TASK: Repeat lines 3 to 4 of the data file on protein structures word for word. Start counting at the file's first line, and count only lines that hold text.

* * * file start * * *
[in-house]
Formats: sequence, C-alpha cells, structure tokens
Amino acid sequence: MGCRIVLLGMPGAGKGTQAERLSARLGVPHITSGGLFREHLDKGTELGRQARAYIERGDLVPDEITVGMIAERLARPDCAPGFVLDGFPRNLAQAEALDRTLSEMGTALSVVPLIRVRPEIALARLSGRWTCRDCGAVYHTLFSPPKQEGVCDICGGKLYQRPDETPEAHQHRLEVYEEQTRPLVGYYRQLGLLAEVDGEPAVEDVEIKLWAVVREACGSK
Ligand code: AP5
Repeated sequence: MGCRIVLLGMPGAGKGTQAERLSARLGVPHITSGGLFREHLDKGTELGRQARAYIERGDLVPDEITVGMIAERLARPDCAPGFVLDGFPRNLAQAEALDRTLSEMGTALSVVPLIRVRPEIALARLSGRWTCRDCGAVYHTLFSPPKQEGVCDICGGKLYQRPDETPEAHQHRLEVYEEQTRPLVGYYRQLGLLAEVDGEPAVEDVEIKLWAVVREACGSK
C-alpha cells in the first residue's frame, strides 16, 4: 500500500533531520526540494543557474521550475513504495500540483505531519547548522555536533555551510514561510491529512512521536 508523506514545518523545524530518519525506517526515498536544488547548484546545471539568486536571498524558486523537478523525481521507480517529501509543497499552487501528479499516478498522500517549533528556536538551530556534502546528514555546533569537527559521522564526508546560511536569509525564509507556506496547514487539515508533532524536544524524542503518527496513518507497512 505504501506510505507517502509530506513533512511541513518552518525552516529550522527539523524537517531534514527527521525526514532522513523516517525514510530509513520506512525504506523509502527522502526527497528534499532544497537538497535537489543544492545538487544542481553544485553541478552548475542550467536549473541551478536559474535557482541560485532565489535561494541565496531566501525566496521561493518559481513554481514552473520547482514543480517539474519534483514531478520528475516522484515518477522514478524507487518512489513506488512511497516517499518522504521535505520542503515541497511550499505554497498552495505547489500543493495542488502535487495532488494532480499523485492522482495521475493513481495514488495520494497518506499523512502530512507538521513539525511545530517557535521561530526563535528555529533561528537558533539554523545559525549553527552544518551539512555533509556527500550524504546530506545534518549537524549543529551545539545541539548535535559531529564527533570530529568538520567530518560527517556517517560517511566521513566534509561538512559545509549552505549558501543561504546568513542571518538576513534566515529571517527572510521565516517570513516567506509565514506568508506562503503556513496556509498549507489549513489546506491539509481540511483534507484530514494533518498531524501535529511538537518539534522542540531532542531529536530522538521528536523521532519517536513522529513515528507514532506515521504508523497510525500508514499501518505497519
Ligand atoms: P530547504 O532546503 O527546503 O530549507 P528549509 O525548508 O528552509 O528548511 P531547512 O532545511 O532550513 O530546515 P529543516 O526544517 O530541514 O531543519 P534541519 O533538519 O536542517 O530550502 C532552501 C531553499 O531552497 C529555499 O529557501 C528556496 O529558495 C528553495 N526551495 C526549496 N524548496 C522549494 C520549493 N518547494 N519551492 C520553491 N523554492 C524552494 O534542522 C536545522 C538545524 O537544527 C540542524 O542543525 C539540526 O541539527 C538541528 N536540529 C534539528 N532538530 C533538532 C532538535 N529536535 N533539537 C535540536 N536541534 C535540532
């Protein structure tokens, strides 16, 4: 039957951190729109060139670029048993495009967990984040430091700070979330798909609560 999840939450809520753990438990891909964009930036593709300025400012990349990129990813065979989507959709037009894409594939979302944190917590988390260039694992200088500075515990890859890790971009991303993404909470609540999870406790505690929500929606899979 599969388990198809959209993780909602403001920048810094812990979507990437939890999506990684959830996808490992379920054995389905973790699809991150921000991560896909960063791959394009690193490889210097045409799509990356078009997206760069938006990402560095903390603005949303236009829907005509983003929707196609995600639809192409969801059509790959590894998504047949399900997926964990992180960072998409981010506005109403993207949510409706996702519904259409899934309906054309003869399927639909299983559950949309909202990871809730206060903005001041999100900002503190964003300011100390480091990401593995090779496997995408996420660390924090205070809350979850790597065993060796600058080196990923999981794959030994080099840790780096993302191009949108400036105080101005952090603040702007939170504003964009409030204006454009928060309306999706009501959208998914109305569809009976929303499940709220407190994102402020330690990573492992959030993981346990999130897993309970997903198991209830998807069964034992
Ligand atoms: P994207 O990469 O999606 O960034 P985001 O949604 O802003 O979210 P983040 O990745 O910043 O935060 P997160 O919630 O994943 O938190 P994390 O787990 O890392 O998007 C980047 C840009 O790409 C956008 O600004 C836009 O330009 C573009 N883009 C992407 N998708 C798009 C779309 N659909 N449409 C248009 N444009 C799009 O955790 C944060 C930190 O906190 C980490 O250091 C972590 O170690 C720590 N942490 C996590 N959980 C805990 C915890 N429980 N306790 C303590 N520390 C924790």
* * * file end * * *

Amino acid sequence: MGCRIVLLGMPGAGKGTQAERLSARLGVPHITSGGLFREHLDKGTELGRQARAYIERGDLVPDEITVGMIAERLARPDCAPGFVLDGFPRNLAQAEALDRTLSEMGTALSVVPLIRVRPEIALARLSGRWTCRDCGAVYHTLFSPPKQEGVCDICGGKLYQRPDETPEAHQHRLEVYEEQTRPLVGYYRQLGLLAEVDGEPAVEDVEIKLWAVVREACGSK
Ligand code: AP5